Review: Len Cariou Gives a Strong Performance in an Uneven Tuesdays With Morrie

Mitch Albom and Jeffrey Hatcher’s play runs at the Sea Dog Theater.

Chris Domig and Len Cariou star in Mitch Albom’s Tuesdays with Morrie, directed by Erwin Maas, for Sea Dog Theater at St. George’s Episcopal Church.
(© Jeremy Varner)

At first glance, St. George’s Episcopal Church seems like a stunning venue for a play. Certainly, an arresting tableau greets the audience that arrives for Sea Dog Theater’s revival of Tuesdays With Morrie: one lonely piano centered in the vast, empty chapel, with performer Chris Domig (also Sea Dog’s artistic director) playing soft jazz. The image is both striking and serene, and this holy space feels apt for paying tribute to Domig’s co-star, theater legend Len Cariou, who soon joins him at the piano.

Then the two begin speaking. As the venue’s acoustic challenges become evident, the initial thrill fades. Good chunks of director Erwin Maas’s bare-bones production are difficult to hear, with the two performers’ voices swallowed up by echoes. This proves a particular challenge in the opening scenes, which establish cocky Brandeis student Mitch (Domig) finding an unlikely mentor in kindly sociology professor Morrie Schwartz (Cariou).

But Cariou will not be defeated. A Tony Award winner for originating the title role of Sweeney Todd in 1979, Cariou’s baritone still booms. When Morrie is diagnosed with ALS, Cariou lets that kind smile flicker as the news sinks in. The warm demeanor dims.

Then suddenly, startlingly, he bellows into the overwhelming abyss of the chapel: “Make the sun die, make the sky black! No more laughter, no more singing! I’m gonna die!”

Len Cariou plays Morrie in Mitch Albom’s Tuesdays with Morrie, directed by Erwin Maas, for Sea Dog Theater at St. George’s Episcopal Church.
(© Jeremy Varner)

Morrie’s explosion of fear, confusion, and rage jolts the play awake. Cariou overcomes the venue’s acoustic limitation. And from that point, he makes the evening his own, lending the sentimental twee of Jeffrey Hatcher and Mitch Albom’s play — adapted from Albom’s 1997 best-selling memoir of the same name — greater dramatic weight than it really deserves.

Cariou puts a rueful, almost sardonic spin on Morrie’s life lessons. The pearls of wisdom come thick and fast after Mitch sees Morrie’s end-of-life journey featured by Ted Koppel on Nightline. Guilt-ridden at failing to keep up with his college mentor, he pays Morrie an obligatory visit. But one visit quickly turns into weekly sessions, as Morrie seeks to remind the successful yet spiritually unfulfilled Mitch of the truly valuable things in life.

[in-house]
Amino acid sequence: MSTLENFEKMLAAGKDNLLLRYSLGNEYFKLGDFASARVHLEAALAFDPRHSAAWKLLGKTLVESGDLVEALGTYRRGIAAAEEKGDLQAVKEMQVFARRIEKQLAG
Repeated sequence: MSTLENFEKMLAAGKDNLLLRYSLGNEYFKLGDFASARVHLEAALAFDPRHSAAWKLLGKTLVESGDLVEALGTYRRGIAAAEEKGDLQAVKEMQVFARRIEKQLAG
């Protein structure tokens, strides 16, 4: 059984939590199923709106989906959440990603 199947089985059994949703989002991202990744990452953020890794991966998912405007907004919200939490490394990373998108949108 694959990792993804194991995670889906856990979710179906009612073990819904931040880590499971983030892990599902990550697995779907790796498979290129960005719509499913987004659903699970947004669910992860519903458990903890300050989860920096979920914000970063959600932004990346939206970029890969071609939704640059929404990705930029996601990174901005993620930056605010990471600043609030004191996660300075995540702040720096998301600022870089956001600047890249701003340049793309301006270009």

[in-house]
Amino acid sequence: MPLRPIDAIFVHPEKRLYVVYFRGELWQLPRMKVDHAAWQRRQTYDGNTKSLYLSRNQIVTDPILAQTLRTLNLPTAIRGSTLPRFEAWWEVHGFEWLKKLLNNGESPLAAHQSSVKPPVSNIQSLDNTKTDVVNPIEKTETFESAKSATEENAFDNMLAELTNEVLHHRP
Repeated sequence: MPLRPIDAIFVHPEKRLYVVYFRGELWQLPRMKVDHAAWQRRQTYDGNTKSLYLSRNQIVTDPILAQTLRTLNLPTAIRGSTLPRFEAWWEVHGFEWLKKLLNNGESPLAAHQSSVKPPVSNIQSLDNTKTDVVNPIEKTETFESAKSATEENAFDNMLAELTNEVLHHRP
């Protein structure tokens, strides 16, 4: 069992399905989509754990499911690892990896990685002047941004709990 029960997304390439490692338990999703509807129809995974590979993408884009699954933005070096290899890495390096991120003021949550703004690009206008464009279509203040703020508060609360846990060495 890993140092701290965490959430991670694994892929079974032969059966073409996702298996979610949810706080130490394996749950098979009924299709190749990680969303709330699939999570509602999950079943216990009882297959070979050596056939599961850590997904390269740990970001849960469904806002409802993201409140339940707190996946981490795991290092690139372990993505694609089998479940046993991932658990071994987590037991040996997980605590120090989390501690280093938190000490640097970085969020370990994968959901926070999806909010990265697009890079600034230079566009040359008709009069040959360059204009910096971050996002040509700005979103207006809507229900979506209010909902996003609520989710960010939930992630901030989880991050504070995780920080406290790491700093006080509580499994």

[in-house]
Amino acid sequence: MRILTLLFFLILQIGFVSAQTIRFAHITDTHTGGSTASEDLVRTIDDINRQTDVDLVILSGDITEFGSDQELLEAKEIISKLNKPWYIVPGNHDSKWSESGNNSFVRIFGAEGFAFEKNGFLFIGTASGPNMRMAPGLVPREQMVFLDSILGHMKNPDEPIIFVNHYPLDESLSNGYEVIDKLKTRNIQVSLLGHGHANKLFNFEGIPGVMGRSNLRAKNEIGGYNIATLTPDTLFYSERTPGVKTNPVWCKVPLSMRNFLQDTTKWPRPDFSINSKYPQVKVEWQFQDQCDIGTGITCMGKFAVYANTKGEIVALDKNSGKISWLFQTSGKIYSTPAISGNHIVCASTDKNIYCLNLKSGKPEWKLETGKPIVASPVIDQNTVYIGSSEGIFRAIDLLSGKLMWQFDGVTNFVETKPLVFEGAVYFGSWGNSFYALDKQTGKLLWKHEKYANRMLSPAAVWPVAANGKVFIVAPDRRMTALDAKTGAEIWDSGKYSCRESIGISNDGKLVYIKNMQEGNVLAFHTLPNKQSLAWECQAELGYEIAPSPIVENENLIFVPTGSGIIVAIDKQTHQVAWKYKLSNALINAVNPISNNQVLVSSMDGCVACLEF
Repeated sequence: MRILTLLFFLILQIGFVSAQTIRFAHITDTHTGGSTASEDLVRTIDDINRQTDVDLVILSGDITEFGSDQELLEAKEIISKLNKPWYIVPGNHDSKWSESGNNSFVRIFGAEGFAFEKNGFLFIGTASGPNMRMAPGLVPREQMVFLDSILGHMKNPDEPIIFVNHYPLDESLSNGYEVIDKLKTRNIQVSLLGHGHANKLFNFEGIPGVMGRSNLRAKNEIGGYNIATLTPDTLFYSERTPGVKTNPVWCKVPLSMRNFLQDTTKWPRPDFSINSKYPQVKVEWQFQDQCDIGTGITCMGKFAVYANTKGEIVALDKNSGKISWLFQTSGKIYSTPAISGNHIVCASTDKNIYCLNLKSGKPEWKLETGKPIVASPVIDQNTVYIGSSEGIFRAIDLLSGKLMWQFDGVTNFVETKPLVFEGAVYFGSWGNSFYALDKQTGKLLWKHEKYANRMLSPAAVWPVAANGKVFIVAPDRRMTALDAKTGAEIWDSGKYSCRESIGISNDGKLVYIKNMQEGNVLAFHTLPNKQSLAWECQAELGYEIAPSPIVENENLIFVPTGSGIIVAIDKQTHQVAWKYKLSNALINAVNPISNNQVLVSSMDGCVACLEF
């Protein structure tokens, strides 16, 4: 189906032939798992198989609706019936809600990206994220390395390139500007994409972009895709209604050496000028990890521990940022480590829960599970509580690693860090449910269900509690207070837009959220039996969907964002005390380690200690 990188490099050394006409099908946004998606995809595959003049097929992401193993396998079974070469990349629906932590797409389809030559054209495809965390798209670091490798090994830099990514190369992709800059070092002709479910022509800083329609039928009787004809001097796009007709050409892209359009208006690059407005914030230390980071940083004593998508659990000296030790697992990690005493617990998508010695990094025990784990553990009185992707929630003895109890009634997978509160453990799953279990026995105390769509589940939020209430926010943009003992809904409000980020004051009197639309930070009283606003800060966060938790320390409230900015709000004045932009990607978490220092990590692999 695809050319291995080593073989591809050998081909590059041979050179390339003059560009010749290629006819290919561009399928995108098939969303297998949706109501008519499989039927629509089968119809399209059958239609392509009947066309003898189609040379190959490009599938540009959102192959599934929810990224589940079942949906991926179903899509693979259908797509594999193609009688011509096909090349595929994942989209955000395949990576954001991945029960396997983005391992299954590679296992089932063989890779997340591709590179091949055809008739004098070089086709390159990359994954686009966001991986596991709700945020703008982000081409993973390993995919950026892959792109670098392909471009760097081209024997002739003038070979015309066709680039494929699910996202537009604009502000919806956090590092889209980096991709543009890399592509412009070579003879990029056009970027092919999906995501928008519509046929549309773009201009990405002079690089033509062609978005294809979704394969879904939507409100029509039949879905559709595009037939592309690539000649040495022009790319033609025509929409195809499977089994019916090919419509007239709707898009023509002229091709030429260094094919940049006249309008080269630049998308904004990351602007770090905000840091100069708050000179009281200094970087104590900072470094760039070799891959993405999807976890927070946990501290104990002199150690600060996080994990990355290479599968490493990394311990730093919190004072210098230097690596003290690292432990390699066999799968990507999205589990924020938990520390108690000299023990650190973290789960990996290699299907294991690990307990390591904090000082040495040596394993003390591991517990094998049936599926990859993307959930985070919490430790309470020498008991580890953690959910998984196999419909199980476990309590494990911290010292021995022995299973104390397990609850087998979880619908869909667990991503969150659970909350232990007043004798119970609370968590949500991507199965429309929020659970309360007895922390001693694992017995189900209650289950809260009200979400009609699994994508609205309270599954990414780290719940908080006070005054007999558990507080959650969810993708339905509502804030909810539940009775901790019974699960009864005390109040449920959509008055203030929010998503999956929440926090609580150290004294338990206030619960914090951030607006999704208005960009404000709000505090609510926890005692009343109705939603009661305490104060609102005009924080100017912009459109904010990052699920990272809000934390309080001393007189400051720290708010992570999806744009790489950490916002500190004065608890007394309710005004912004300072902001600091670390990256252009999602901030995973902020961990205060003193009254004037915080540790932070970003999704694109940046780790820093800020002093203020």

Cariou lends an easy, unforced air to even Morrie’s most painfully clichéd pearls of wisdom, from “Life is not a competition” to “Love is the only rational act.” More than that, he finds depth beyond what the text offers by playing Morrie as an almost embittered figure, his life lessons part of a character designed to make up for a more disappointing life.

Len Cariou plays Morrie, and Chris Domig plays Mitch in Mitch Albom’s Tuesdays with Morrie, directed by Erwin Maas, for Sea Dog Theater at St. George’s Episcopal Church.
(© Jeremy Varner)

The text itself is not nearly so dark. Hatcher and Albom’s adaptation shies away from the ugliest indignities of an end-of-life journey. Cariou spins their reticence to his advantage, suggesting that Morrie’s wise grandad persona is a fiction crafted for Mitch’s benefit. There is a tougher pain underneath it. But that’s not what Mitch needs to hear — or, for that matter, what audiences want to hear.

Domig holds his own opposite Cariou, but Mitch offers comparatively little depth. His career obsession feels superficial; his guilt at once fleeing the bedside of a beloved uncle is intriguing, but underexplored.

Maas’s staging finds its footing in the play’s later scenes, as Mitch and Morrie edge closer to the audience and become easier to hear. And despite the venue’s challenges, staging Morrie with few props and simple transitions does prove elegant and effective.

But ultimately, it is Cariou who makes the evening shine. Late in the play, when Morrie is barely mobile, he persuades Mitch’s wife to sing for him. (Sally Shaw provides the vocals.) Cariou lights up at the beauty of her voice, grinning with childlike wonder. Somehow, he gives deeply felt, palpable life to another tired cliché: inside, he is dancing.

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Tuesdays With Morrie

Closed: April 20, 2024